Real Estate

THE PLAYBOOK: Innovative In-Person Ideas to Multiply Referrals

Editor’s Note: The Playbook is a new RISMedia weekly segment centering on what brokers and agents are doing to ensure they not only survive but thrive in these challenging times. Industry professionals explain the strategies they’re employing and unique ideas they’ve formulated. Tune in every Thursday for another addition to the series.

There’s an old saying that real estate is a “relationship business,” especially when it comes to building a solid pipeline of referrals. A large part of building relationships is about getting “belly-to-belly” with people and talking with people in person.

While the pandemic pushed many agents away from face time and onto FaceTime, that all changed when the U.S. opened back up. Now, recent changes in the housing market have made it imperative that agents get back to the building, nurturing and leveraging relationships to feed their businesses.

Whether you’re new to the industry or looking to spruce up your repertoire of skills, here are a few ways that top agents and brokers are using staged events, and getting out to meet people in different settings to get the job done.

Good deeds and goodwill is good business

Making new face-to-face connections can be achieved in a variety of ways. It serves a dual purpose of doing something fun and/or rewarding while also hopefully making new connections that could pay off down the road.

Get into the community you serve,” advises Leah Williamson, an agent with Better Homes and Gardens Real Estate Metro Brokers in the Atlanta, Georgia, area. “For years, I have been engaged with the public safety sector in my community—getting out to the local police and fire stations and thanking them for their service with goodies, but also leaving a nugget about my business so they will remember me.”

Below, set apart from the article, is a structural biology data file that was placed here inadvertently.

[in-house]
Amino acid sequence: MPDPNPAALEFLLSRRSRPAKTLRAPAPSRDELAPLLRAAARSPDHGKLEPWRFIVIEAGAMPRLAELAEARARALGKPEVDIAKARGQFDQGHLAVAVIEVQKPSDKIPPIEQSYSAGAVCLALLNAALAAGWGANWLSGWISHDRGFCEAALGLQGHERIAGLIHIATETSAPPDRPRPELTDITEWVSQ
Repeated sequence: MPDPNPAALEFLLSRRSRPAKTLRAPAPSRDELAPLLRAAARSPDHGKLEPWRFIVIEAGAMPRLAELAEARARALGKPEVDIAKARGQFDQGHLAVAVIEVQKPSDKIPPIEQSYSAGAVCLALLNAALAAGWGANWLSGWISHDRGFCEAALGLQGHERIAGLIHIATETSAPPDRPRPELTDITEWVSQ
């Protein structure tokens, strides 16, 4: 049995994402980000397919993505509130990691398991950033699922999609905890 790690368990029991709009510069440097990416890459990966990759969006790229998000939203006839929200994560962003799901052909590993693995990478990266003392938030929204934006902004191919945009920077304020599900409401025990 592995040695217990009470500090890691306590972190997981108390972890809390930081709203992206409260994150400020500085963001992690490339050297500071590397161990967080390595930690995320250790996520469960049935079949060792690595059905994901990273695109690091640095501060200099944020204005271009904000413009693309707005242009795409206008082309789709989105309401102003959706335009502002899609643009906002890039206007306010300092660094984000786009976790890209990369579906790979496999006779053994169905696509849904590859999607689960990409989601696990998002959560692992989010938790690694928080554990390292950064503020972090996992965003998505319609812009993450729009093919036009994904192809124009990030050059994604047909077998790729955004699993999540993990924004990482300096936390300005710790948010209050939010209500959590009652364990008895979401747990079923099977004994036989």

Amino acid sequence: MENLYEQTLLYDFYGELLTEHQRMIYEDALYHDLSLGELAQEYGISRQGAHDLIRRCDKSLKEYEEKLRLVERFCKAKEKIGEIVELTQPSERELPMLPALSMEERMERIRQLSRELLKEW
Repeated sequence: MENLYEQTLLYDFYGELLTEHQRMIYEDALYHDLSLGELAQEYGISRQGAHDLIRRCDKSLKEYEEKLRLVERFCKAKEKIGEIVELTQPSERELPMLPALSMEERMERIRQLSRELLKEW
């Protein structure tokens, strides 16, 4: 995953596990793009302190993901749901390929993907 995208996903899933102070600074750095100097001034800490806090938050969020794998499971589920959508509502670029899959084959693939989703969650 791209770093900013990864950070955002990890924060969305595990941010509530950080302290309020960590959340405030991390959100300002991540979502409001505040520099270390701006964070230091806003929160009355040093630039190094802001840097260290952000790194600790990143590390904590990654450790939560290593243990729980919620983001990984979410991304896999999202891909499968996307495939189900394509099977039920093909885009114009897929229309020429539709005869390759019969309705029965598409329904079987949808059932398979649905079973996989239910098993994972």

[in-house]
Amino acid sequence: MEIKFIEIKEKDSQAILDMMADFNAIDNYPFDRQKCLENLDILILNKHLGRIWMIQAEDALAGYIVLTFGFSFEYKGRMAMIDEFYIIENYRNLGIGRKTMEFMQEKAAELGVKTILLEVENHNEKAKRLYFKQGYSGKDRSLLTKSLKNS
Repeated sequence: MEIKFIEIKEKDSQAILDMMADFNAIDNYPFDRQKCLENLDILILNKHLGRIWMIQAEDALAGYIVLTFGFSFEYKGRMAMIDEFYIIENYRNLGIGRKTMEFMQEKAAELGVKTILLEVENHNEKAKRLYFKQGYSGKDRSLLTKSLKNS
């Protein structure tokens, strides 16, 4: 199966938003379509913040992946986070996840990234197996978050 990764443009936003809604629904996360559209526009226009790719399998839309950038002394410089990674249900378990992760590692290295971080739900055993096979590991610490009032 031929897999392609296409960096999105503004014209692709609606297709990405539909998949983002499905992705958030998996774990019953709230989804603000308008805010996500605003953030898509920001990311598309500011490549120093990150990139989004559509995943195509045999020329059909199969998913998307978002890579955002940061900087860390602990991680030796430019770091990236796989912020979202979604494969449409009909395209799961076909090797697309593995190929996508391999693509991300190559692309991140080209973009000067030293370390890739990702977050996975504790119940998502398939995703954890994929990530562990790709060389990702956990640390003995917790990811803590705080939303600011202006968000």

“It takes a solid six months to a year to truly develop a routine and get noticed doing something like that,” explains Williamson. “Consistency is the key, and leaving something tangible and relatable is needed. Another way to do this is to sponsor local events. It takes time and planning, so make sure you’re up for the challenge. Doing something once will not get you noticed, but doing something consistently will.”

Rekindle old flames

Client relationships are paramount to every agent’s business, but sometimes even the best real estate professionals lose touch with consumers over time. Maintaining and renewing relationships with former clients can be a significant boon for agents who are willing to take the time to reach back out.

Williamson advises that former clients, who you worked with in person for weeks or even months, should be communicated with semi-regularly.

“Get your database up to date,” she implores. “It’s an effective method of getting new clients and warm leads from someone who has a relationship with you already. Past clients know you and trust you, and therefore, that makes for an easy lead. Reach out and touch base with past clients and ask them for business.

“Plan a past-client appreciation event and invite everyone. Host it with other agents to gain traction and split costs. You need to get your name out there, and what better way than through an ex-client who trusts you and knows how you handle business?”

Be the hostess with the mostest

Unless you’re Elton John, a Kardashian or Kendall Roy from the TV series “Succession,” throwing yourself a party is usually considered a tad presumptuous. But if as a REALTOR® inviting people to a staged event can result in new leads and listings, then by all means go ahead and order the balloons and cake.